My main issue with this ruling is that it smells like melodramatic bullshit. Roberts spends pages talking about the historical rationale for and the application of the first amendment, going from implementation failings of the magna carta’s promises of popular freedom to issues about territorial governance to clashes between slave owners and abolitionists to issues of property rights. Roberts and Alito both avoid the obvious likelihood that this isn’t really about the need for religions to have the power to choose their ministers free of governmental meddling, the latter opinion expressly prohibiting an inquiry to determine whether that argument isn’t just a convenient excuse, a ‘pretext for discrimination,’ since that would require making ‘a judgment about church doctrine.’ But isn’t that really the point?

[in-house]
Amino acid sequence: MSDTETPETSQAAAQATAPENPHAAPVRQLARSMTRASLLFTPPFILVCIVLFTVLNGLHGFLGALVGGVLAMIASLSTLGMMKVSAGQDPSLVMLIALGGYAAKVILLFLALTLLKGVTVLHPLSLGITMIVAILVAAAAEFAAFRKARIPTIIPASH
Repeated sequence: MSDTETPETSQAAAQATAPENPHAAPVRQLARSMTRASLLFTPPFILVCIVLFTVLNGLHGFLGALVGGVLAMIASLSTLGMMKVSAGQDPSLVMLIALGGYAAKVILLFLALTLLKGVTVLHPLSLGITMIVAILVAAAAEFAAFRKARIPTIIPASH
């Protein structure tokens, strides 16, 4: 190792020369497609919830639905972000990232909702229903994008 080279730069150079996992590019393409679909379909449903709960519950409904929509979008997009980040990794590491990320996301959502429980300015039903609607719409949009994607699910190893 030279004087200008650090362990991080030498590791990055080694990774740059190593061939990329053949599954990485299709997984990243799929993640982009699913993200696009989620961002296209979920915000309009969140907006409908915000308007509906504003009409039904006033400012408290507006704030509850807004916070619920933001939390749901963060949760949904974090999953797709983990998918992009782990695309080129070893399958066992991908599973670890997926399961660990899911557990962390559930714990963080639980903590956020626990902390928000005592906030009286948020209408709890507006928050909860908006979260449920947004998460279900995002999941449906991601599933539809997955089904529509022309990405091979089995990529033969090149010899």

Here we have a woman who is going to be terminated first for having a medical condition and second for trying to sue over that attempt to terminate her since All Good Lutherans settle their disputes within the church. The merits of the ADA suit aren’t even addressed in this decision; the suit simply is dropped since this school teacher is actually a ‘minister’ because she prays with her class and teaches them about God 15% of the time in a church-run school. Do we really suppose the Lutherans want to fire this woman because narcolepsy is a sign of satanic possession, or because their eleventh commandment is ‘Thou shalt not sleep on thine job’? But Roberts waxes poetic about what an order to reinstate, or even pay damages to, the complainant would mean: “Such action interferes with the internal governance of the church, depriving the church of control over the selection of those who will personify its beliefs.”